Mike Polizze: I don’t know. It goes back to the formative years of playing music with people. Obviously culturally, we’re influenced by loud bands. But I like all kinds of music.
You end up in all kinds of scenarios when you play shows. You’re doing exactly what you do, and then you get sound people asking you to turn down or whatever, and there’s nothing wrong with that. They’re just trying to make it work in the house.
But I realized recently. I was thinking, why do I play loud? And I realized it’s based off the only acoustic instrument, the drum set. So, if the drummer is playing loud, you’ve just got to match how loud the drummer is. It’s kind of like live mixing.
But also, just based on the music that we played, and this goes back to the formative teenage years. I was listening to classic rock and punk and psych. When I was a teenager I loved Hendrix. Or Led Zeppelin or Sabbath. They’re the real easy examples. And then just taking the buzz and feedback, how can you take that one component of all the things you like in a classic rock song and just grab onto that one component? Which is constant feedback and distorted guitars. How can you push that and make a statement out of it. By no means am I the first person to do that. I’m trying to find my own place in that world.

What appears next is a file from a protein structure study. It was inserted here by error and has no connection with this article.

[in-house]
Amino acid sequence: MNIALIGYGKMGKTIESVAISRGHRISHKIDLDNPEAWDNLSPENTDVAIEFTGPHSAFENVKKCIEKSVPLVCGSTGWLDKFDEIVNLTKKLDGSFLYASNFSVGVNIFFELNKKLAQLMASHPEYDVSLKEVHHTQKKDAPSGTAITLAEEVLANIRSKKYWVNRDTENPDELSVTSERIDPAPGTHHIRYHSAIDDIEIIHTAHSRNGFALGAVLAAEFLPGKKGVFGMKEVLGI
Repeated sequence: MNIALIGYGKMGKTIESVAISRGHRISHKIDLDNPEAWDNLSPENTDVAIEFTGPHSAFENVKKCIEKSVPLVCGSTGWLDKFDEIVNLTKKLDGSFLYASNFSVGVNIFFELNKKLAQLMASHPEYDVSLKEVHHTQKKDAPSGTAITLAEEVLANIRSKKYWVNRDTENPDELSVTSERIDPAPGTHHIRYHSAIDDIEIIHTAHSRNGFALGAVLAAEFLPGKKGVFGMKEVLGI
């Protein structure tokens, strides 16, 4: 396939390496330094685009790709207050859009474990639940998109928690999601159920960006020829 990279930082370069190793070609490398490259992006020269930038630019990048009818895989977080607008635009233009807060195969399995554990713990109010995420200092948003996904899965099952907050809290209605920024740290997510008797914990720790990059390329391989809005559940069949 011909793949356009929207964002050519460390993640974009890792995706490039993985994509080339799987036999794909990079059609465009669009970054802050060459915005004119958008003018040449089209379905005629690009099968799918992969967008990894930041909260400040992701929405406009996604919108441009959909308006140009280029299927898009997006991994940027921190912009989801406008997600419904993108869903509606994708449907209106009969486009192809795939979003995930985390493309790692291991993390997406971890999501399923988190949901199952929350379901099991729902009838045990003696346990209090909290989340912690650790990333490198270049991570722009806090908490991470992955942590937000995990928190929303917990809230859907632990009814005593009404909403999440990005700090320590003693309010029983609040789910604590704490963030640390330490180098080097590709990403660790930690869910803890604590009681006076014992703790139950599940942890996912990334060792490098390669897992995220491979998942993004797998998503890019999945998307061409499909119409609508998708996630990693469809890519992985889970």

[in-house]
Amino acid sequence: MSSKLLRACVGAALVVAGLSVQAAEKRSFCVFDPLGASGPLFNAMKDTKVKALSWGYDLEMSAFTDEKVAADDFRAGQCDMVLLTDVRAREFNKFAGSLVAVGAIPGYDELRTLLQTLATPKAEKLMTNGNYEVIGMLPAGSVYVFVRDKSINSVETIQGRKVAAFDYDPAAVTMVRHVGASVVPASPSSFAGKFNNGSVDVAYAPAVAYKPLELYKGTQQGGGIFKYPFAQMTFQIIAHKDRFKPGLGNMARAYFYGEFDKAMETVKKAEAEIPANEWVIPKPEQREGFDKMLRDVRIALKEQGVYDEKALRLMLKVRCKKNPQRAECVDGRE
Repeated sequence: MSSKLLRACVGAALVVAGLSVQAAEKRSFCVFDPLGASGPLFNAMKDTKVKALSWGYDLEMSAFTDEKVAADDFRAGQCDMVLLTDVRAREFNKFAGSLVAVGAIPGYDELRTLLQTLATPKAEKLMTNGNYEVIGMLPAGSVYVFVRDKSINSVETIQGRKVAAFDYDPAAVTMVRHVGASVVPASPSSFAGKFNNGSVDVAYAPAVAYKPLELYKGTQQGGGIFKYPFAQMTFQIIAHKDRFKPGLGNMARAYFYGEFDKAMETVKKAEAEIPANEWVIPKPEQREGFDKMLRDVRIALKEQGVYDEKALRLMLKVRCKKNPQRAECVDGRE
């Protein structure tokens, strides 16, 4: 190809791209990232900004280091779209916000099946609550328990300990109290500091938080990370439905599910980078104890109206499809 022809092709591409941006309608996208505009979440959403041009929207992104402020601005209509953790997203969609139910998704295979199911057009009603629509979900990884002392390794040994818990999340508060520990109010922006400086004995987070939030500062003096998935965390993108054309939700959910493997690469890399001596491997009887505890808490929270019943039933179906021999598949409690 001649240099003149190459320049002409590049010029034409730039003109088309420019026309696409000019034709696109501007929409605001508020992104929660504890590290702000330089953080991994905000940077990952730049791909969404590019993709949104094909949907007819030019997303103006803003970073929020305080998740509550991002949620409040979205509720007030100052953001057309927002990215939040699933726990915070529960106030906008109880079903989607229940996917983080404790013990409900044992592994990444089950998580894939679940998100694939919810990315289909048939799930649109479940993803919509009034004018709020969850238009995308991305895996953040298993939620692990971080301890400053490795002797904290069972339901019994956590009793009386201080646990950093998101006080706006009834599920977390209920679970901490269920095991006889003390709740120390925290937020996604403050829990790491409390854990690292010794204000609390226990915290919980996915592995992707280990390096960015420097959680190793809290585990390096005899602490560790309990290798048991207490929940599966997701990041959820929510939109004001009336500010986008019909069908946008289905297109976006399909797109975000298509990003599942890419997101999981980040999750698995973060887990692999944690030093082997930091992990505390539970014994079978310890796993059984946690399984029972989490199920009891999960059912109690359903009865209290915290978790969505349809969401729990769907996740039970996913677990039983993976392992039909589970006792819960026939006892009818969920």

AD: The amp is another instrument.
Mike Polizze: Exactly.
AD: There’s a track is called “Baby.” And I understand this might reflect something about your personal life?
Mike Polizze: That’s really funny and coincidental. It’s funny because I recorded that song somewhere between 2012 and 2015. I really just kind of come up with lyrics, almost like syllables over the chords I’m playing. There’s no real idea yet. I’m sounding it out phonetically, putting syllables over the music. “Baby” just kind of popped in. I pictured it being a funny Ramones song or something. I didn’t have a clear idea.
It really is a funny coincidence because we do have a baby now. She’s almost two. She’d turned into a kid.
AD: It’s an amazing thing, isn’t it?
Mike Polizze: Yeah. It’s like all of the above. All of the emotions. It’s a lot. It really is coincidental. I’m glad it happened. We started tracking in 2019, and that was tracked and then we got pregnant at the end of 2020. It really is a coincidence, but I guess it was fate.
AD: How is that going being a dad with a little kid and also a musician?
Mike Polizze: It’s great. It’s the right time in my life. Everything worked out. I’m lucky. There are times where everything can feel a little bit overwhelming, but I think it’s making me better at managing.
AD: Because you know you have to do it right now. There’s no screwing around.